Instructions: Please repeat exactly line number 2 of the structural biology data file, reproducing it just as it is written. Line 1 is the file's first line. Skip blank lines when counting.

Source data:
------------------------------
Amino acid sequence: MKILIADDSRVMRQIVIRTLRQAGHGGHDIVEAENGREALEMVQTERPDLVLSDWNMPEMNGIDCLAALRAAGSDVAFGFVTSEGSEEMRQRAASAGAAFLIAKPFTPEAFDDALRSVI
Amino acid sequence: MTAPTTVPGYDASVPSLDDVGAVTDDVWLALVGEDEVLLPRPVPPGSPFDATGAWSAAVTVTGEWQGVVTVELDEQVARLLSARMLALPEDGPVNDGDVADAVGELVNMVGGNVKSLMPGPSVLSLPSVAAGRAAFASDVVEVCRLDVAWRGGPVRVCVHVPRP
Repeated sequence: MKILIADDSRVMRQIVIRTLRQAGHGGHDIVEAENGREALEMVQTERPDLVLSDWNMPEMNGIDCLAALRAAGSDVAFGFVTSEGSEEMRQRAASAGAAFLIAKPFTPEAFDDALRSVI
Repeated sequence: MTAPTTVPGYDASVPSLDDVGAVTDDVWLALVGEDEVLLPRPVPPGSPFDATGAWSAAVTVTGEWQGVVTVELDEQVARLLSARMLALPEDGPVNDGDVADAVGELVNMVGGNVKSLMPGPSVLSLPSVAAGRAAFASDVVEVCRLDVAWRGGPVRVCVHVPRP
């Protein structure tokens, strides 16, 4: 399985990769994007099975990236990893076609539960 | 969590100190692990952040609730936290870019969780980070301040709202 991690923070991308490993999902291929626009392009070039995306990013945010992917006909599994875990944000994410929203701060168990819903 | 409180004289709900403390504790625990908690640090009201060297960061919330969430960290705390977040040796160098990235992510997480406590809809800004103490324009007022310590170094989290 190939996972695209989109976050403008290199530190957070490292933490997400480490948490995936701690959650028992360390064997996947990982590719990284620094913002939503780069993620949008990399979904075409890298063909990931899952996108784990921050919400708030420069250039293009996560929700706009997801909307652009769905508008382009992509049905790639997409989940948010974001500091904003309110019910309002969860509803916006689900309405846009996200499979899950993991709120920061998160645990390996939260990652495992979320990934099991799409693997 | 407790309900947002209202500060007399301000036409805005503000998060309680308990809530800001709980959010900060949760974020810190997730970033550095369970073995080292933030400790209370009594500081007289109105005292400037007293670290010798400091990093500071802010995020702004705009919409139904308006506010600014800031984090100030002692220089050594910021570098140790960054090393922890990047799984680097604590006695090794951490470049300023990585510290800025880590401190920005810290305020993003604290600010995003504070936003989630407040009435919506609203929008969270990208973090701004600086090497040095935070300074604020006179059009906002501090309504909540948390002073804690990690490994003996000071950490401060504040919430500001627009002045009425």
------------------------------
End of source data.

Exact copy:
Amino acid sequence: MTAPTTVPGYDASVPSLDDVGAVTDDVWLALVGEDEVLLPRPVPPGSPFDATGAWSAAVTVTGEWQGVVTVELDEQVARLLSARMLALPEDGPVNDGDVADAVGELVNMVGGNVKSLMPGPSVLSLPSVAAGRAAFASDVVEVCRLDVAWRGGPVRVCVHVPRP